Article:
A Chinese court sentenced two government officials to prison on Monday for leaking economic data prior to its release date, allowing traders and themselves to unfairly benefit from movements in the world's third-largest stock market. From The New York Times:
At a news conference Monday in Beijing, prosecutors said the two men had profited by sharing confidential data, from the country’s economic growth rate to retail sales and inflation numbers.
The government said the leaks had allowed people in the securities industry to engage in a form of insider trading in Chinese stocks because they had had an unfair advantage over others in the market. But Chinese economic data could also have an effect on prices of stocks in Hong Kong and overseas markets.
Li Zhongcheng, a deputy director in the state prosecutor’s office, said at the news conference in Beijing that the leaks “disrupt fair market competition, affect the government’s credibility and cause huge losses to the interest of the country, society and the people.”
China has struggled to keep a lid on key data and protect the credibility of its stock market for years, and this summer it began to accelerate the reporting of statistics in an effort to reduce leaks. Today's punishments represent the toughest action yet and, hopefully, a clear deterrent against future disclosures of secret information. From Bloomberg:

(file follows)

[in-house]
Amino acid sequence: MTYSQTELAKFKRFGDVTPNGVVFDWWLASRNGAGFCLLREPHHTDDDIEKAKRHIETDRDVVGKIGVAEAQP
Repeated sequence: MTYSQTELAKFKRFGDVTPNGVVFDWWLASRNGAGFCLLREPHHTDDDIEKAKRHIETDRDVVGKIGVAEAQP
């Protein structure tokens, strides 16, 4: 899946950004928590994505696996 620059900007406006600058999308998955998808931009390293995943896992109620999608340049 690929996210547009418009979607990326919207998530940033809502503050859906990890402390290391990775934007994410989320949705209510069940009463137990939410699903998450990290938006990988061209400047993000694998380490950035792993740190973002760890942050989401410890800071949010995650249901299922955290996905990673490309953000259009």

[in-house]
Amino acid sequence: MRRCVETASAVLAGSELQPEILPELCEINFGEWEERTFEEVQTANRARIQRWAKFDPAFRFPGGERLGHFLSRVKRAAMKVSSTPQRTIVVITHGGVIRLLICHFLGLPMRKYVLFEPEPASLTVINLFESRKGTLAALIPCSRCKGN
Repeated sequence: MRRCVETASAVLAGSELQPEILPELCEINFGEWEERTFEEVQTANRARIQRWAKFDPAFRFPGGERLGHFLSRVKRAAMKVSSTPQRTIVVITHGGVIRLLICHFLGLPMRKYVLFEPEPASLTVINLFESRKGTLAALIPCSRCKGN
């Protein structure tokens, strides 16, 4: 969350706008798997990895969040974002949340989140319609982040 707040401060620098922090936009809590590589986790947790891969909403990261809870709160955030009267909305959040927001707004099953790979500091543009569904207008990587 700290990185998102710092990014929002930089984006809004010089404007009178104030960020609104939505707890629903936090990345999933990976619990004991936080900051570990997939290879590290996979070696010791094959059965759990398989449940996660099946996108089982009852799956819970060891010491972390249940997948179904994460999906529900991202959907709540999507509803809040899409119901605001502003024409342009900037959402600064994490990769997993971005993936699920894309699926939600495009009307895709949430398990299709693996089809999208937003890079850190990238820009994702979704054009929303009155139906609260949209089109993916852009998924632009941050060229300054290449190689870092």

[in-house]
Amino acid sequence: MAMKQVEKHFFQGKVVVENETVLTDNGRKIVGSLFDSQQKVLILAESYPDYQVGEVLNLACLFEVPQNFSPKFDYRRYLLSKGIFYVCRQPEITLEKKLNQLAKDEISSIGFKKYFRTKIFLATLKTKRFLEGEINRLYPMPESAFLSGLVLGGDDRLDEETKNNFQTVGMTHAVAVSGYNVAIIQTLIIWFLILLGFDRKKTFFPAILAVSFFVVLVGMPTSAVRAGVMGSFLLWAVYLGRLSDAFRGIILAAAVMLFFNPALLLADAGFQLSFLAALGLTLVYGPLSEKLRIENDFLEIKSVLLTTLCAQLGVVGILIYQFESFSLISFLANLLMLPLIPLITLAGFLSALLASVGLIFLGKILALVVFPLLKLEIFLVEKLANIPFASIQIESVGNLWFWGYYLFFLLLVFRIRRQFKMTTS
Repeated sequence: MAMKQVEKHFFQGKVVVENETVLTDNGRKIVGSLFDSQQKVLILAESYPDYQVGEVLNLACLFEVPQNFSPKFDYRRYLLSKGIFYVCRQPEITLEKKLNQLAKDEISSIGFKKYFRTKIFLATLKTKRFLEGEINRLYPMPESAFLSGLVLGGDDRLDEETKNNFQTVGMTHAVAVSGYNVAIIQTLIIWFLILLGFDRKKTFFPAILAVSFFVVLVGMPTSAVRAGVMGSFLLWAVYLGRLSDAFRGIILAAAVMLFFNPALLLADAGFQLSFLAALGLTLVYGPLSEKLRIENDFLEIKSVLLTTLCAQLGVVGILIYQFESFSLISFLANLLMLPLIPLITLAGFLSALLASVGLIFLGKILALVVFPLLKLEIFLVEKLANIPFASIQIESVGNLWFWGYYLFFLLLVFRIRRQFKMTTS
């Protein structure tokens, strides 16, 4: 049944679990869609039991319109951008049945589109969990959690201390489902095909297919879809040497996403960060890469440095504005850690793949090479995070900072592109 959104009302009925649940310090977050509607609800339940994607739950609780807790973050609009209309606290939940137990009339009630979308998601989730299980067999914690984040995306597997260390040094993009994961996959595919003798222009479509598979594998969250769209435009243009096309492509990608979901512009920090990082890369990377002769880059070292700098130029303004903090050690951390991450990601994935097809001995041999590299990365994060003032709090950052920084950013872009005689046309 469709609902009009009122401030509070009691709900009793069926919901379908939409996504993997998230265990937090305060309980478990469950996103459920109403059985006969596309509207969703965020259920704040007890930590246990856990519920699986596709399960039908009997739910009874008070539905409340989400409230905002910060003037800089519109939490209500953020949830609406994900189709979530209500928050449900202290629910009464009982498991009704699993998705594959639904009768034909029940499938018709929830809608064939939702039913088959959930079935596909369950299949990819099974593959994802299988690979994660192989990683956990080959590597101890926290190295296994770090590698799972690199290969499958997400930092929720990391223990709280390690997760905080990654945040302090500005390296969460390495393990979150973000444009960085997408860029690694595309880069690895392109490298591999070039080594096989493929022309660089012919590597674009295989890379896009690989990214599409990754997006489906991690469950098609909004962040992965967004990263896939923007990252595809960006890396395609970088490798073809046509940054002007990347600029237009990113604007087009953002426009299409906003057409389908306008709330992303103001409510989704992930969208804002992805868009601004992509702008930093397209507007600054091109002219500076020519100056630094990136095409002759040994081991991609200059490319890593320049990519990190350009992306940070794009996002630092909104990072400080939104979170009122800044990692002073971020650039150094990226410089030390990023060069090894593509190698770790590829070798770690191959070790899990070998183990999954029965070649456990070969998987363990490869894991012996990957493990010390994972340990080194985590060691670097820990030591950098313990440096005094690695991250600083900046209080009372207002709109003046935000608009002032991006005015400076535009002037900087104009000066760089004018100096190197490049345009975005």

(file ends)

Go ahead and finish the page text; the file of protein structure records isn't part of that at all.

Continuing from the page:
“It’s like killing the chicken to scare the monkeys,” he said, using a Chinese idiom. “It’s also aimed at those who dig for information and manipulate the stock market.”
The consumer-price index figure was accurately circulated in the market or in the press before the official release for at least five of the six months through April this year.
Such early disclosure has helped move markets in the world’s second-biggest economy.
After rumors circulated on the Internet in February that inflation for the previous month would be a lower-than-forecast 4.9 percent, China’s benchmark Shanghai Composite Index rose 2.5 percent, the most in two months, on speculation China wouldn’t need to raise interest rates further to cool rising prices. After the statistics bureau’s official release a day later, which matched the number, the market ended almost unchanged.
See also previous CDT coverage of Chinese state secrets, including the compromised confidentiality of its nuclear power industry and the detainment of a journalist for exposing the cover-up of a crime by local officials.